My, how the times have changed. Here's a "Save Social Security" rally in 2005, when Steny "Let's Raise the Retirement Age" Hoyer and Dick "Bleedin
My, how the times have changed. Here's a "Save Social Security" rally in 2005, when Steny "Let's Raise the Retirement Age" Hoyer and Dick "Bleeding Hearts Should Be Open To Cuts" Durbin were defending the program from any possible threats. Now they're falling over each other in their eagerness to cut.
Somehow, I just knew it would be the Democrats that Wall Street finally lured into cutting Social Security - because they needed that "Nixon goes to China" cover. But could I just remind you that it's the wealthy who are living longer, not us? (They're the ones with the good health insurance.) So the next time they tell you they need to raise the retirement age, remember that.
It's the Democrats who have progressives feeling queasy.
House Majority Leader Steny Hoyer explicitly put the idea on the table as well in a speech last month. "We should consider a higher retirement age or one pegged to lifespan," Hoyer said.
He echoed House Majority Whip James Clyburn, who put it this way: "With minor changes to the program such as raising the salary cap and raising the retirement age by one month every year, the program could become solvent for the next 75 years." One month a year may not sound like much, but if you're 30 years away from retirement, that adds up to almost three years.
In the House, though, Nancy Pelosi is the linchpin, and she's not nearly as enthusiastic as her colleagues. But, notwithstanding the enthusiasm gap, she also left the possibility of raising the retirement age on the table. When asked about it by TPMDC at her press conference last week, she criticized the plan, but mainly to say she disagrees with putting Social Security on the chopping block ahead of other measures. "Why they would start talking about a place that could be harmful to our seniors -- 70 is a relative age," Pelosi said. "Around here, there's not a lot of outdoor work or heavy lifting. But for some people it is, and 70 means something different to them. So in any event let's talk about growth, let's talk about how we can reduce spending, let's put everything, those initiatives: promoting growth, tightening the belt, looking at entitlements. But let's not start on the backs of our seniors."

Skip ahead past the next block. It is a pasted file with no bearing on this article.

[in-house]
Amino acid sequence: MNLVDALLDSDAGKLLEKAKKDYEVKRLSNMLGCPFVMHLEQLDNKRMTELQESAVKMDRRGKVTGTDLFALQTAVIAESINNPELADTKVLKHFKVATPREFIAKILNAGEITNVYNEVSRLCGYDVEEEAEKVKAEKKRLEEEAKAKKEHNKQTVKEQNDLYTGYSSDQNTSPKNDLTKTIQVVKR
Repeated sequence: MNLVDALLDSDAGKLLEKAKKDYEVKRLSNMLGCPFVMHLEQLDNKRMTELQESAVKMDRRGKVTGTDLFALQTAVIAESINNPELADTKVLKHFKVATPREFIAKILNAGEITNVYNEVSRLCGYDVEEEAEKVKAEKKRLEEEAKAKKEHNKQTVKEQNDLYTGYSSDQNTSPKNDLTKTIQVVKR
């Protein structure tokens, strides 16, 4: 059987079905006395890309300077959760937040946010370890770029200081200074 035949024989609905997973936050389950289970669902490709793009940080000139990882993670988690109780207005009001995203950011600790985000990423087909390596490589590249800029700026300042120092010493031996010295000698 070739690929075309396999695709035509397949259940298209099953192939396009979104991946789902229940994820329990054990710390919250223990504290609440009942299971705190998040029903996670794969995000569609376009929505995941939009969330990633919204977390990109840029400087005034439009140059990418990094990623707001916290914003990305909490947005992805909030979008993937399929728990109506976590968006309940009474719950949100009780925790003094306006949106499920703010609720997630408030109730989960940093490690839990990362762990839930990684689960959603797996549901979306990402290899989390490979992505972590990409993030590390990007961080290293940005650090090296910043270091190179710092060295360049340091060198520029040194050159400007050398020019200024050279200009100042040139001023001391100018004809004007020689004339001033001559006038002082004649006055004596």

There's one catch, though. Last week, Democrats included a rider to the supplemental war spending bill that will likely force the House to vote on a forthcoming fiscal reform plan, if the Senate passes it first. That package is being put together by President Obama's deficit and debt commission, and will be ready to go after the midterms. Pelosi had already pledged to give the package a vote, so perhaps nothing has really changed. But in a way, she also tied her own hands: if the Senate passes a broad tax-and-entitlement reform package at the end of this Congress and her own caucus is willing, she'll be hard-pressed to stop the Social Security reforms she thinks should come last.
Of course, that puts the onus on the Senate, which can't pass much of anything these days,especially if it includes tax hikes -- and any serious effort to pull the country back from the brink of fiscal crisis will have to include some of those. But if there's a fluke, or an unexpected decision on the part of 60 senators to hold hands and jump together, it could happen swiftly, with very little notice.
Don't get mad, get organized! And call your congress critters every single time you read a story like this to tell them you don't support any cuts in Social Security -- and you won't vote for anyone who does.